I really thought she’d say that, as no one argues the toss over a woman being called a farmer anymore and everywhere I go no matter what state or what industry women are in all areas of agriculture.
I also can’t think of a chief of staff who’d say ‘hey Courtney there’s this bird who shears sheep/flies a crop duster/brands cattle go out and do a yarn on her ‘cos she’s a woman.’
But Sue pulled me up in my tracks
While she conceded dramatic change has occurred in the last 17 years with the farm wife tag pretty much disappearing …with women readily acknowledged as being equal partners in farm businesses ….and with women making up 50% of all ag course enrolments, she said the award needed to go for another 20 years; two more generations at least before its work is done.
I asked why and she said; “Pip look at the top positions in ag only 8% of those positions are held by women. The next level is to have women participating in that higher level leadership.”
To get there, she says every industry body needs to ask itself what can we do to lift this figure?
She wants them to set targets. For some industry’s it might be 10% for others 25% – as long as the target in some way represents women’s participation and contribution in that industry.
I recently spoke to Janine Perrett the former channel 9 business now SkyNews business reporter about this issue of more women on boards.
Janine is a feisty woman and she said straight out ‘oh bugger getting women on boards it’s the management level that’s really important, that’s where the important influential jobs are. Board appointments will flow when more women are running things, but people should stop focusing on board numbers.”
She’s going to get Sue on her show and I’d buy a ticket to see those two debate this issue.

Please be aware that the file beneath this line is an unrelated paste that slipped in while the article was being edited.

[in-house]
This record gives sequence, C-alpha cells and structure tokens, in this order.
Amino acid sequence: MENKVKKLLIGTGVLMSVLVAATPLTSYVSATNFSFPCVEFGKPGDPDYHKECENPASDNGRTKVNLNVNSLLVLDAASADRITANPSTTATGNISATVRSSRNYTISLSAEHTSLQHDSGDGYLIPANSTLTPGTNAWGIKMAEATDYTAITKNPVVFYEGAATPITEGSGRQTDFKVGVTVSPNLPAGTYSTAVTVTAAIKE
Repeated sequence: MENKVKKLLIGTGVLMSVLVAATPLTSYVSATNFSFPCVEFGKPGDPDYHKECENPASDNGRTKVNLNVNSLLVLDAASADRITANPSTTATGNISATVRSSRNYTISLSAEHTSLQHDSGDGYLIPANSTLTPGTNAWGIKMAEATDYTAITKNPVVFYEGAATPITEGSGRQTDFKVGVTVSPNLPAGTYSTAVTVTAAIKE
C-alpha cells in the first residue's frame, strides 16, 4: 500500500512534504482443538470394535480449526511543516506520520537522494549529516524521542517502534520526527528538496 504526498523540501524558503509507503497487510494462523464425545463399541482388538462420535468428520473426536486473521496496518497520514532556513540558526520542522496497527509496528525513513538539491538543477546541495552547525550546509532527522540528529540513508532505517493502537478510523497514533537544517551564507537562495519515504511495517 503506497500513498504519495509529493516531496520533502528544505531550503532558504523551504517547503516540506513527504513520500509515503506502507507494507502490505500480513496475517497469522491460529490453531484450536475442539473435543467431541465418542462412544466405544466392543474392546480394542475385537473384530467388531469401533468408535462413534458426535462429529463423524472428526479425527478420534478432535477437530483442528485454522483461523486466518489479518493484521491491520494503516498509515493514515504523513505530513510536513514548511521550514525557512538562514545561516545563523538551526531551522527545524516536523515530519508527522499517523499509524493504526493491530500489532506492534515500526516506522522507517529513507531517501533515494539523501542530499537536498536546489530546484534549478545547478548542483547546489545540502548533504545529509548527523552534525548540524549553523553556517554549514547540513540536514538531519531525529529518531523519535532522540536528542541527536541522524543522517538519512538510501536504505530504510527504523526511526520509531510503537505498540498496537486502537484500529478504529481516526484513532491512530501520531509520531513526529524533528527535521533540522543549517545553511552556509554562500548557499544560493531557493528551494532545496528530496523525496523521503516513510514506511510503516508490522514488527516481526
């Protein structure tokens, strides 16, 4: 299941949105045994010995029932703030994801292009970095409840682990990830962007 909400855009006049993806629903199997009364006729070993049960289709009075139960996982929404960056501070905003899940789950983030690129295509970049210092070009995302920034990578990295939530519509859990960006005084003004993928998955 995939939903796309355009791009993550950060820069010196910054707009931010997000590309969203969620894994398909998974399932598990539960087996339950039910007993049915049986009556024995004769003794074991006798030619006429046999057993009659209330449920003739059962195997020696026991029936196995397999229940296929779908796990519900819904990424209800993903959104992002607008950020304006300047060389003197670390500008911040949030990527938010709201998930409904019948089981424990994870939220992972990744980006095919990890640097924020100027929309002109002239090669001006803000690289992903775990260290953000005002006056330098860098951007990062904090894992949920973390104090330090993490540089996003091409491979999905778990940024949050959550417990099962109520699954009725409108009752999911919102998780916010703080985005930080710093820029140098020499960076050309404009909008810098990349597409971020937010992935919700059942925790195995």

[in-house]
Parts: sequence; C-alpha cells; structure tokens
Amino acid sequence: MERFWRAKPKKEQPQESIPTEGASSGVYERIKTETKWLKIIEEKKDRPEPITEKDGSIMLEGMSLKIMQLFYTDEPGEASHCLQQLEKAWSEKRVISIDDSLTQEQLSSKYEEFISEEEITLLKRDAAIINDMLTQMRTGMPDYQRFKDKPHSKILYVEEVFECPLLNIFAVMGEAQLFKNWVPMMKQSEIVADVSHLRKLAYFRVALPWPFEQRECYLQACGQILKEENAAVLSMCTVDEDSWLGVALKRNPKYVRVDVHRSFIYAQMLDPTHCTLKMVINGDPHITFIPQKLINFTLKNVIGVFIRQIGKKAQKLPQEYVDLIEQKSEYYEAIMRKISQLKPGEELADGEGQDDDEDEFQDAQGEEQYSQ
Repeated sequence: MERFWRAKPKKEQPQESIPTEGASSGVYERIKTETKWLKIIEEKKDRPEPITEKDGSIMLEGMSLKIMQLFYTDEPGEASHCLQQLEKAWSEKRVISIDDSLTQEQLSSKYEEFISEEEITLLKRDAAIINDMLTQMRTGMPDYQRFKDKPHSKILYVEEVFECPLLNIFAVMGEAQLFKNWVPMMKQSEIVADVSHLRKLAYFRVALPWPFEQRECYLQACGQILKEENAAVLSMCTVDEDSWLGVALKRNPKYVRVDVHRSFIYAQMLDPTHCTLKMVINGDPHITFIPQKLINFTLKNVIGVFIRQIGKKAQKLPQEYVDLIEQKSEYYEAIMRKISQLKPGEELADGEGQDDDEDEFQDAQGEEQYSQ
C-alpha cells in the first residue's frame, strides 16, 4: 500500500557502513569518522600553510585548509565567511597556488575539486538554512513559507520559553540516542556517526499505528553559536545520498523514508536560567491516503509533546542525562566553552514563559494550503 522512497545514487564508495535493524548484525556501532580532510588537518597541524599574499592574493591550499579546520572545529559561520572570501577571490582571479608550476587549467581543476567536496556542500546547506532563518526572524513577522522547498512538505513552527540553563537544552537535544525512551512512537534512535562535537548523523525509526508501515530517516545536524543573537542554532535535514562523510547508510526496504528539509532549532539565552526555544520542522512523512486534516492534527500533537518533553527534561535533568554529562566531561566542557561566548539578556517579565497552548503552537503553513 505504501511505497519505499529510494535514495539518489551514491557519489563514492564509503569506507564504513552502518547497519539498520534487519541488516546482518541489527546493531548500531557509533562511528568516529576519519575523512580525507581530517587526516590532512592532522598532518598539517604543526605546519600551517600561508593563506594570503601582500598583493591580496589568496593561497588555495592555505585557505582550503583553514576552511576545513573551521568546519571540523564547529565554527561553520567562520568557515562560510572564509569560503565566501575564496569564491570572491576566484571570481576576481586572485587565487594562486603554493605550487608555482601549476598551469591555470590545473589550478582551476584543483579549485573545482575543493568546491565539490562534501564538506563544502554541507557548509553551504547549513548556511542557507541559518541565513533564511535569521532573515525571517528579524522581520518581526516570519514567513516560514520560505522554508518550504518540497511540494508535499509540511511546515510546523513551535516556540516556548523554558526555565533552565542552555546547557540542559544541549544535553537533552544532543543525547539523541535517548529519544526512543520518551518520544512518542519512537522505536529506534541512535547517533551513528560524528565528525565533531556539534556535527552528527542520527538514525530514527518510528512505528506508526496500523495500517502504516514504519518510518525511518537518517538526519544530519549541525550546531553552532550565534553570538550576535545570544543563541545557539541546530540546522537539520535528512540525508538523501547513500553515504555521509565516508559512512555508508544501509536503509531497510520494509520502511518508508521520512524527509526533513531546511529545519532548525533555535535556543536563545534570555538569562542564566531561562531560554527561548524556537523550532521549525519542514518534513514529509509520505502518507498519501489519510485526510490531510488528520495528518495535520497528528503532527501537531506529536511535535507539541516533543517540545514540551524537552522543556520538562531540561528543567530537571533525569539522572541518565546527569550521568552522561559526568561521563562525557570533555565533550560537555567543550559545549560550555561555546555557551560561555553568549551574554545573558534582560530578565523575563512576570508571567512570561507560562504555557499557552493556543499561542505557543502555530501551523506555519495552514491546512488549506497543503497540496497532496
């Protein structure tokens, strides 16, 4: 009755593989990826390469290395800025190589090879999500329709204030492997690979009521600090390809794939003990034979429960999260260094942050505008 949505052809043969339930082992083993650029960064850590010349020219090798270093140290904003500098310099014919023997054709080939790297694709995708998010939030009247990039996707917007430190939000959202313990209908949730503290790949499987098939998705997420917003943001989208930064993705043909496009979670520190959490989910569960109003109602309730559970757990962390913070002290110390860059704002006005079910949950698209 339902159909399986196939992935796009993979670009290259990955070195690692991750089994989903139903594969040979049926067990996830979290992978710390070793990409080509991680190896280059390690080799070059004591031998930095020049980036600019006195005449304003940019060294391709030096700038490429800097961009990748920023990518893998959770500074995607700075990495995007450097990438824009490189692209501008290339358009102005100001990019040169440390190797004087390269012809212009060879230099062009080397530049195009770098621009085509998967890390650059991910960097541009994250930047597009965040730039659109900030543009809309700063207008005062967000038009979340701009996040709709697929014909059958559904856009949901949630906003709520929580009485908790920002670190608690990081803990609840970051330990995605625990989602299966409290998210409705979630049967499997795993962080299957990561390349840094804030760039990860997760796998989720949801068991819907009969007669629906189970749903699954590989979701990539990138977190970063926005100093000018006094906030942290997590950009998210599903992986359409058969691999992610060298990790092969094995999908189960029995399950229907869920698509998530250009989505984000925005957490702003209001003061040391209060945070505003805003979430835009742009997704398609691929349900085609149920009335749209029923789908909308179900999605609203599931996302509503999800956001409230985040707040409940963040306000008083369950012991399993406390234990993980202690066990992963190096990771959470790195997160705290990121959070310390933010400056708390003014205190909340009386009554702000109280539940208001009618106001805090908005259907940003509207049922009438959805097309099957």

Sue says women do things differently to men and so some board ready women bail as they tire of the gamesmanship of working on boards, and so while there might be women qualified to do it they are put off by the boys club atmosphere.
Networking is important though as you never know who you will meet at a conference, a dinner, or even a board meeting. So bailing because it’s too blokey might sometimes not be the right move.
I’ve certainly met a stack of go getters in my time. Women who don’t seem to have noticed the grass ceiling.
You smash through a glass ceiling so I am not sure what you do to a grass one. Mow though it? Whipper snipper through it?
Anyway out of all the women whose stories have stuck with me, and there are countless I could talk to you about here today, one I think apart from Deb, Jane and Sue sticks with me.
Her name is Claire McShane and I first did a story on her wool business in Tasmania in 1993.
She had always loved knitting and when wool crashed in the early 90’s the family’s Midlands wool property “Casaveen” was in trouble.
She recruited local women who had home knitting machines and they knitted jumpers cardigans vests and scarves to her designs which she sold through mail order.
She advertised in Country Style magazine and went to every field day imaginable.
She and her husband Alan had wool from their sheep dyed and spun in Australia and their on-farm work force knitted at home at hours that suited them.
Then the company that made the knitting machines went out of business. So one by one as their machines broke down and could not be repaired she had to let her workforce go.
Instead of giving up she had the family’s wool knitted to her designs by an Australian knitwear company.
Then the rationalisation of the Australian wool processing sector took out their knitwear manufacturer. So she went to Japan, where commercial knitting machines were made. She learnt how to use them and set up her own factory in her home town of Oatlands in the middle of Tasmania.
Then the company that spun and dyed their wool went out of business.
Undeterred the McShanes decided to sell their farm, buy coloured Australian yarn and knit the jumpers on their own machines in their own factory.
Oatlands is a gorgeous little town full of sandstone buildings from early settlement.
The McShanes set up a cafe selling good coffee and gourmet food – a foodie oasis in what was then a foodie desert.
The factory became a tourist attraction attached to the cafe and they opened their own knitwear shop.
It’s still going. How many knitwear businesses established as a result of the down turn in wool are still going?
But “Casaveen” is.